© NASA
Three hundred thousand kilometers from Earth, Apollo 17 astronaut Ron Evans retrieves a film cassette from the spacecraft’s exterior as the mission returns from the moon. Astronauts flying through deep space are more exposed to dangerous cosmic radiation than their counterparts in low-Earth orbit.
Just past the confines of Earth's geomagnetic field, deep space gets downright nasty. There, cosmic radiation from solar flares, supernovae, supermassive black holes and other powerful astrophysical phenomena could spark cancer, vision loss and impaired thinking in future astronauts voyaging to the moon, Mars or beyond.

But a new NASA-funded study published in Brain, Behavior and Immunity makes a bold claim: When exposed to cosmic radiation, women may have an innate biological capacity to stave off associated cognitive declines. A team of researchers at the University of California, San Francisco, (U.C.S.F.) and at Brookhaven National Laboratory found female mice somehow kept clear heads after dangerous doses of radiation whereas males developed obvious cognitive impairment. The group may have also discovered the reason why - which could help create "vaccines" to inoculate humans against radiation's worst effects on the brain.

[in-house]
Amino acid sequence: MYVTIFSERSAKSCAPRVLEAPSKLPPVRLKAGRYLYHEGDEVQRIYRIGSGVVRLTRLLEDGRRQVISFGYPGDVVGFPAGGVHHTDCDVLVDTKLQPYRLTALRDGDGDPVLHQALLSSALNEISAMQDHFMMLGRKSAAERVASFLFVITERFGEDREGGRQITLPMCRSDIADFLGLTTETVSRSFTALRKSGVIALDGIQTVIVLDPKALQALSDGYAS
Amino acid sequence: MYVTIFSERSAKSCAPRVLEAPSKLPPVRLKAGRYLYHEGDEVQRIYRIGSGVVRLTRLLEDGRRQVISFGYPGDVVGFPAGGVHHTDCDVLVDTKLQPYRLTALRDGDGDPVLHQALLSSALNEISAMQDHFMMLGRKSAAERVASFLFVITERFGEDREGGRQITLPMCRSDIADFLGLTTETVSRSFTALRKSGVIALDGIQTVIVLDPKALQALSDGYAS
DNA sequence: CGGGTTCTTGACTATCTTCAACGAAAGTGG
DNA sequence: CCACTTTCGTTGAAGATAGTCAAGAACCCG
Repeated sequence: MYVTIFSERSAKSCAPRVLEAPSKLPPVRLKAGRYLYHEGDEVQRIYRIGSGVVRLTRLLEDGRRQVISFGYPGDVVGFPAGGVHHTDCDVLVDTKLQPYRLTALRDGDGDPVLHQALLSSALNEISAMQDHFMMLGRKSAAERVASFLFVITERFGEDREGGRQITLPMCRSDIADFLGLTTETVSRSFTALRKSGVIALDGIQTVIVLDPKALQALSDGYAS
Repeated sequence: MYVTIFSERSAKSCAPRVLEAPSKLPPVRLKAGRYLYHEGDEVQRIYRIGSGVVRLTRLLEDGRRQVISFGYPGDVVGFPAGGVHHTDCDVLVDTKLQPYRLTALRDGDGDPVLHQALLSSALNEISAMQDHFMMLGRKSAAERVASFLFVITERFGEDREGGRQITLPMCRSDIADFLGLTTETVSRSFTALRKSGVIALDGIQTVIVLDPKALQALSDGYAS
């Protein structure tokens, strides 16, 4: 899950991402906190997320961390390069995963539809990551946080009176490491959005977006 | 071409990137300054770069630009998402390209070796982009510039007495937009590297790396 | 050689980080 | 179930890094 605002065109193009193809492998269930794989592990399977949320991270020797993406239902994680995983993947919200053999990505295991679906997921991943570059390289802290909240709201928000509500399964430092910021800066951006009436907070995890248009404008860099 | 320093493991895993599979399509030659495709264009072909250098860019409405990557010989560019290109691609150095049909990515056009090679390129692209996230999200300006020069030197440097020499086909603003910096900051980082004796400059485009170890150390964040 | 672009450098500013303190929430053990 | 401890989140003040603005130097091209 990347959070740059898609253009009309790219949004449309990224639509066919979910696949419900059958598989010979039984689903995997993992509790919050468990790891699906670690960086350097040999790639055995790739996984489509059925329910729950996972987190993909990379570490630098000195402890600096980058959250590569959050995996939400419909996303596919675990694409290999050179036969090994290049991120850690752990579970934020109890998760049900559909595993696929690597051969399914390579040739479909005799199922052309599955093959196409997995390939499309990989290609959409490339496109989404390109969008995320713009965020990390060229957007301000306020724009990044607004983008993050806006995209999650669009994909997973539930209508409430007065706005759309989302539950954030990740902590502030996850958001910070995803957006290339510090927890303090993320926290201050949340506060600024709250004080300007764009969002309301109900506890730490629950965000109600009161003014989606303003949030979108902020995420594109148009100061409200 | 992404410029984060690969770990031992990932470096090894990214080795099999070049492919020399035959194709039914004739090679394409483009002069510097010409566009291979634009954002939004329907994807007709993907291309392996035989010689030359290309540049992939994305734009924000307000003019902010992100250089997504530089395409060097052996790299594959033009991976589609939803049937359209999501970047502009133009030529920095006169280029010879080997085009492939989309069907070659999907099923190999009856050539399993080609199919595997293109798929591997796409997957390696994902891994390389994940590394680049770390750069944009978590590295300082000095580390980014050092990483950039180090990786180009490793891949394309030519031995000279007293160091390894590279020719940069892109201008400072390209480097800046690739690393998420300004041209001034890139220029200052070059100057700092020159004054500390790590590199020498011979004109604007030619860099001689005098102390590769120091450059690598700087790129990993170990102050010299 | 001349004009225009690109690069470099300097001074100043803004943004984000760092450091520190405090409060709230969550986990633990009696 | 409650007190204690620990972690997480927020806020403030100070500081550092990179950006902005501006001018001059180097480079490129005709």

In the study Brookhaven scientists bombarded an equal number of male and female mice with a potent mix of radioactive particles mimicking those that suffuse deep space - such as high-energy atomic nuclei of oxygen, helium and hydrogen. These particles and others like them ping-pong through the void beyond Earth's protective magnetic bubble, and some are even channeled into the Van Allen Belts-a zone of seething radiation that girdles our globe. Only 24 human beings have ever traversed this treacherous territory: the Apollo astronauts, who sped through the belts en route to the moon. Just how deleterious that radiation bath was for each Apollo voyager remains a matter of contentious debate, but on each trip an astronaut only spent about four hours in the belts, and less than two weeks outside of Earth's geomagnetic field. Astronauts on future missions to deep space may have to contend with much longer exposure times.